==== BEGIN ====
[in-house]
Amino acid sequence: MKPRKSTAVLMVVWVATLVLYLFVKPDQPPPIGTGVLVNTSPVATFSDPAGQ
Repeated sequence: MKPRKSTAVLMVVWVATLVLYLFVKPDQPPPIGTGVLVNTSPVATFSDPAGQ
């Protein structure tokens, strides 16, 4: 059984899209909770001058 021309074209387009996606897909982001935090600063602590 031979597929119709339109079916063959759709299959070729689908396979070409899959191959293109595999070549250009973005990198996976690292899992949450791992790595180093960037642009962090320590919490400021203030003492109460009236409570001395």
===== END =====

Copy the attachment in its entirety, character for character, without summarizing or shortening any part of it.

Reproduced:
[in-house]
Amino acid sequence: MKPRKSTAVLMVVWVATLVLYLFVKPDQPPPIGTGVLVNTSPVATFSDPAGQ
Repeated sequence: MKPRKSTAVLMVVWVATLVLYLFVKPDQPPPIGTGVLVNTSPVATFSDPAGQ
């Protein structure tokens, strides 16, 4: 059984899209909770001058 021309074209387009996606897909982001935090600063602590 031979597929119709339109079916063959759709299959070729689908396979070409899959191959293109595999070549250009973005990198996976690292899992949450791992790595180093960037642009962090320590919490400021203030003492109460009236409570001395």